Friday, April 24, 2009


Tiel over at Knocking from Inside gave me this idea for alternative presentations of poems...

Thursday, April 23, 2009

Easter Saturdays

Easter Saturdays (tentative title because I stink at titles)

Cars full of people split the swamp where my creek flows.
They must not ponder, pause, stare at hollowed logs,
branchless trunks and wonder about the end of winter,
spring still a whisper in the trickle of cold water through the culvert.

What does all this dying mean, this surrender
after striving for three seasons? Grasses have been shedding
locks for decades, climbing out of caskets, grow and grow
over all their flawed history. We are all eating ourselves,

regurgitating what we thought was digested,
disposed and left behind. But it heaves back,
the crunch of gravel chip and seal, the steady rain falling
after having traveled the culvert just yesterday,

when I straddled the guard rail, cold metal creasing my thighs,
watching every season of my life die and be reborn.

Tuesday, April 21, 2009

Kind of unorthodox for Sarah, but anyway...

I haven't been following the rules of one of the website's prompts, but today I wanted to catch up to my once-a-weekday, so I stopped by and found the prompt to write a poem whose first line or title begins All I want is... and then you need to fill in the blank. So I did.

All I Want is a Martini,

slim and light, a cherry bobbing
like romance in apple pucker,
its stem a curling finger.
Caramel lips the edge
of the glass, locks
sticky sweet, and I lick.

A sexy sip,
cool on my tongue,
then slow rain,
neckline kisses,
silken sheets.

The Corner Stand

The Corner Stand

The pick-up’s open tailgate displays
the fruits of our labors – bushel baskets
of fresh-picked sweet corn, Sugar Baby
watermelon, zucchini, yellow squash,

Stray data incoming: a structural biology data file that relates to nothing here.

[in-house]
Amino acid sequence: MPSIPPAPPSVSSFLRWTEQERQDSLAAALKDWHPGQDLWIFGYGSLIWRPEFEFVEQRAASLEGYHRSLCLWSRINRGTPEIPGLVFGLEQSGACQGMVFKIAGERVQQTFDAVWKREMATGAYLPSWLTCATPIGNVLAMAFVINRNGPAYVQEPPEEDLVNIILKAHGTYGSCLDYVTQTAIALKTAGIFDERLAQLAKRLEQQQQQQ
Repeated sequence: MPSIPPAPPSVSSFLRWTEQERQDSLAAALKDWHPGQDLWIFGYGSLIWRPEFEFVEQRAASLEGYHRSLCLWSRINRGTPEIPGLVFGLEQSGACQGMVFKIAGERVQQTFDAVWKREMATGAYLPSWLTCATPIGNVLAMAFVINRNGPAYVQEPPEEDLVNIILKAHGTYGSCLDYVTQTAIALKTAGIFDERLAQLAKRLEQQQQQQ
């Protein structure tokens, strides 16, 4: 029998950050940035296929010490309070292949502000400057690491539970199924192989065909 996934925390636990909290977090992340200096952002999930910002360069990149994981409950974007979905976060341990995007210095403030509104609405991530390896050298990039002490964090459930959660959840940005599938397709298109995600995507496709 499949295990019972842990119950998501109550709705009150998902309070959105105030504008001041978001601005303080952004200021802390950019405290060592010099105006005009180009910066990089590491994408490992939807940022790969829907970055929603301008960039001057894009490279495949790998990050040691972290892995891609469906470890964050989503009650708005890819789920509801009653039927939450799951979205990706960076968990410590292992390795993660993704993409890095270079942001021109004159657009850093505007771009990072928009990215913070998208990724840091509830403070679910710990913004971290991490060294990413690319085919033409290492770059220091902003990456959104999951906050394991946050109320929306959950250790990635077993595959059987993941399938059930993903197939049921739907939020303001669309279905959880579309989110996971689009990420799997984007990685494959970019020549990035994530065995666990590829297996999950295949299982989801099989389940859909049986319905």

tomatoes, green bell and banana peppers
all arranged in quart containers.

It is unpredictable at the corner stand –
will passersby, hankering for a dozen,
see our shining vegetables, mouths watering
for a taste of straight-from-the-vine
cherry tomatoes, pull in or drive by?

Fishermen steer into the lot towing a boat
off Lake LaDue, a long sunburned afternoon
on the reservoir rewarded with a few Bluegill.
They admire the way we’ve displayed our corn,
tassels up, baskets full, pull over
for a few ears on their way home.

We polish the dirt off cucumbers
til they shine, rake footsteps away
from in front of the stand,
chase the shade of an ancient maple,
turn the ignition and pull forward,
scrape the red awning across dirt.
We straighten the tablecloth.

It is a weekday – the rusted truck bed
does not empty. The sun dips low
behind the hill. We count the number
of cars that do not stop. The red F-150
extended cab with Edison Marine
in tow returns, demands whatever we have left,
no matter the price – there’s a bon fire

down the street – big shindig – dinner’s
a clam bake, family style. We unload
our bushels into brown bags, stack
them in the bed. They write a check
and then they’re off, leave our little stand
in the dust, a slim day suddenly jolly.

We cross the street to the Inn, buy
a couple burgers, French fries and Pepsis,
celebrate our long day at a booth in the bar.
Tomorrow is Saturday; we will pick
two truck beds’ worth, enough
for weekend cook-outs, pool parties,
weddings, baptisms, funerals.